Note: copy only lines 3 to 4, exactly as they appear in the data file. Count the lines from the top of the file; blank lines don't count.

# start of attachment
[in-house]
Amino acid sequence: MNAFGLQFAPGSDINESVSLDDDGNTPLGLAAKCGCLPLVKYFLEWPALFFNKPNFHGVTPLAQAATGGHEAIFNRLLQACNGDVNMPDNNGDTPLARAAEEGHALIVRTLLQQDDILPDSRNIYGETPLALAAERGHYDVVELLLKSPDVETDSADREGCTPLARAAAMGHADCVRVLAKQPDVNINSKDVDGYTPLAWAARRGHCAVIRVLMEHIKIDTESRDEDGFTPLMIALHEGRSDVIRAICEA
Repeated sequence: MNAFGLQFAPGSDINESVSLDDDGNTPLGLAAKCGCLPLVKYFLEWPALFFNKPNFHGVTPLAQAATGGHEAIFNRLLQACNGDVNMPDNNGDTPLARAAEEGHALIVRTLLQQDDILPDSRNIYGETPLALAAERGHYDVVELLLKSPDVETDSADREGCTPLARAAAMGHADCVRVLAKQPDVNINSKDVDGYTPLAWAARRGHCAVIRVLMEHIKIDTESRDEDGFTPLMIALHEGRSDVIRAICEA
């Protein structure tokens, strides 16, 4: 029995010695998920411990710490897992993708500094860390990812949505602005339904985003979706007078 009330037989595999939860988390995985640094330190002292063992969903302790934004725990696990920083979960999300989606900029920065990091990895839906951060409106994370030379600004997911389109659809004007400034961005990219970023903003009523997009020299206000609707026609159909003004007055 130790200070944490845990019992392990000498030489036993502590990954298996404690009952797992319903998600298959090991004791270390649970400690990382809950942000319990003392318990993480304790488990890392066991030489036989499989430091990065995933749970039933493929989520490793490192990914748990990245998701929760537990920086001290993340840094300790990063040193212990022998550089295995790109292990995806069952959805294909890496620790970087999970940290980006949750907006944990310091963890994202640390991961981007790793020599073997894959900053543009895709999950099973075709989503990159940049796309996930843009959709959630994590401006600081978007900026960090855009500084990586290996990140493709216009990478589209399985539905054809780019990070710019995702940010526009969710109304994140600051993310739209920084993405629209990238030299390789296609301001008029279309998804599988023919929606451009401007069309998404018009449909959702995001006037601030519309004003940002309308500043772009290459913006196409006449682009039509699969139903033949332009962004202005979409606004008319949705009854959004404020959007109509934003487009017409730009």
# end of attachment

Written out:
Repeated sequence: MNAFGLQFAPGSDINESVSLDDDGNTPLGLAAKCGCLPLVKYFLEWPALFFNKPNFHGVTPLAQAATGGHEAIFNRLLQACNGDVNMPDNNGDTPLARAAEEGHALIVRTLLQQDDILPDSRNIYGETPLALAAERGHYDVVELLLKSPDVETDSADREGCTPLARAAAMGHADCVRVLAKQPDVNINSKDVDGYTPLAWAARRGHCAVIRVLMEHIKIDTESRDEDGFTPLMIALHEGRSDVIRAICEA
């Protein structure tokens, strides 16, 4: 029995010695998920411990710490897992993708500094860390990812949505602005339904985003979706007078 009330037989595999939860988390995985640094330190002292063992969903302790934004725990696990920083979960999300989606900029920065990091990895839906951060409106994370030379600004997911389109659809004007400034961005990219970023903003009523997009020299206000609707026609159909003004007055 130790200070944490845990019992392990000498030489036993502590990954298996404690009952797992319903998600298959090991004791270390649970400690990382809950942000319990003392318990993480304790488990890392066991030489036989499989430091990065995933749970039933493929989520490793490192990914748990990245998701929760537990920086001290993340840094300790990063040193212990022998550089295995790109292990995806069952959805294909890496620790970087999970940290980006949750907006944990310091963890994202640390991961981007790793020599073997894959900053543009895709999950099973075709989503990159940049796309996930843009959709959630994590401006600081978007900026960090855009500084990586290996990140493709216009990478589209399985539905054809780019990070710019995702940010526009969710109304994140600051993310739209920084993405629209990238030299390789296609301001008029279309998804599988023919929606451009401007069309998404018009449909959702995001006037601030519309004003940002309308500043772009290459913006196409006449682009039509699969139903033949332009962004202005979409606004008319949705009854959004404020959007109509934003487009017409730009």